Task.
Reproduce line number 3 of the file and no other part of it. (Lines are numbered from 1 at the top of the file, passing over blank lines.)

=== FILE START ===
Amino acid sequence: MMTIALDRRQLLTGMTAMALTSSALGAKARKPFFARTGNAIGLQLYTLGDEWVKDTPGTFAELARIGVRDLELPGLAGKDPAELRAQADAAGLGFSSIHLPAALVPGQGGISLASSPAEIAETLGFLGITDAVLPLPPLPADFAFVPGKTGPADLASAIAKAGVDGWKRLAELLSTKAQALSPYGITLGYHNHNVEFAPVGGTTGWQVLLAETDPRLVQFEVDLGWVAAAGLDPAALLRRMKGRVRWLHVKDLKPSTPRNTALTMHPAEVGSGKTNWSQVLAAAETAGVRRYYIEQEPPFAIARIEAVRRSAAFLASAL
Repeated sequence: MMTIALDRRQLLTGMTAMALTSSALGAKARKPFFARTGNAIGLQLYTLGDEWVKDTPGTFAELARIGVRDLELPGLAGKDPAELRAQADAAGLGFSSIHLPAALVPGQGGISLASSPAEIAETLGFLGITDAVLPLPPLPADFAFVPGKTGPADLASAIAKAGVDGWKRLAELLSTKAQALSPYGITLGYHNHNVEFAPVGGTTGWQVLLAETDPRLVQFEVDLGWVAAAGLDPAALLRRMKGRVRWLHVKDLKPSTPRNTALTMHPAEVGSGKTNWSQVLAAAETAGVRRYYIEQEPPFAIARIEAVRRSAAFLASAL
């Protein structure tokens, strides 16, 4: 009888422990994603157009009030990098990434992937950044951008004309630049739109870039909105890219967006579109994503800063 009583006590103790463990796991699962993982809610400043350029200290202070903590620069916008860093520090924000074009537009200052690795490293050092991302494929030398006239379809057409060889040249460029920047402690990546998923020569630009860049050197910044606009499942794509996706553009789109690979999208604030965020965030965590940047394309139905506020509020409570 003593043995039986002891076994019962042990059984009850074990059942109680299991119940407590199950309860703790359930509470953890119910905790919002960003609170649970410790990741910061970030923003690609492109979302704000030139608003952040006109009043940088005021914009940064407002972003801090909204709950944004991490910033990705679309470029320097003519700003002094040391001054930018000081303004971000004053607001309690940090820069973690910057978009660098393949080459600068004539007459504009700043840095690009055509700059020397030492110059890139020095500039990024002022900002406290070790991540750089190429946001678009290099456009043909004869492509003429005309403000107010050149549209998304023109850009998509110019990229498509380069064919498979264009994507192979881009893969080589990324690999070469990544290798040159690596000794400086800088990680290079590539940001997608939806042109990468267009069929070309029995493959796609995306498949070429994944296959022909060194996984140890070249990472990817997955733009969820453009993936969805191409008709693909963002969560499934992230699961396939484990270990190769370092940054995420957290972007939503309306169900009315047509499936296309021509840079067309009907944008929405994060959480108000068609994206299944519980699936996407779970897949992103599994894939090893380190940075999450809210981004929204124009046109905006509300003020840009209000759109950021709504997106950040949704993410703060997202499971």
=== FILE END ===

């Protein structure tokens, strides 16, 4: 009888422990994603157009009030990098990434992937950044951008004309630049739109870039909105890219967006579109994503800063 009583006590103790463990796991699962993982809610400043350029200290202070903590620069916008860093520090924000074009537009200052690795490293050092991302494929030398006239379809057409060889040249460029920047402690990546998923020569630009860049050197910044606009499942794509996706553009789109690979999208604030965020965030965590940047394309139905506020509020409570 003593043995039986002891076994019962042990059984009850074990059942109680299991119940407590199950309860703790359930509470953890119910905790919002960003609170649970410790990741910061970030923003690609492109979302704000030139608003952040006109009043940088005021914009940064407002972003801090909204709950944004991490910033990705679309470029320097003519700003002094040391001054930018000081303004971000004053607001309690940090820069973690910057978009660098393949080459600068004539007459504009700043840095690009055509700059020397030492110059890139020095500039990024002022900002406290070790991540750089190429946001678009290099456009043909004869492509003429005309403000107010050149549209998304023109850009998509110019990229498509380069064919498979264009994507192979881009893969080589990324690999070469990544290798040159690596000794400086800088990680290079590539940001997608939806042109990468267009069929070309029995493959796609995306498949070429994944296959022909060194996984140890070249990472990817997955733009969820453009993936969805191409008709693909963002969560499934992230699961396939484990270990190769370092940054995420957290972007939503309306169900009315047509499936296309021509840079067309009907944008929405994060959480108000068609994206299944519980699936996407779970897949992103599994894939090893380190940075999450809210981004929204124009046109905006509300003020840009209000759109950021709504997106950040949704993410703060997202499971």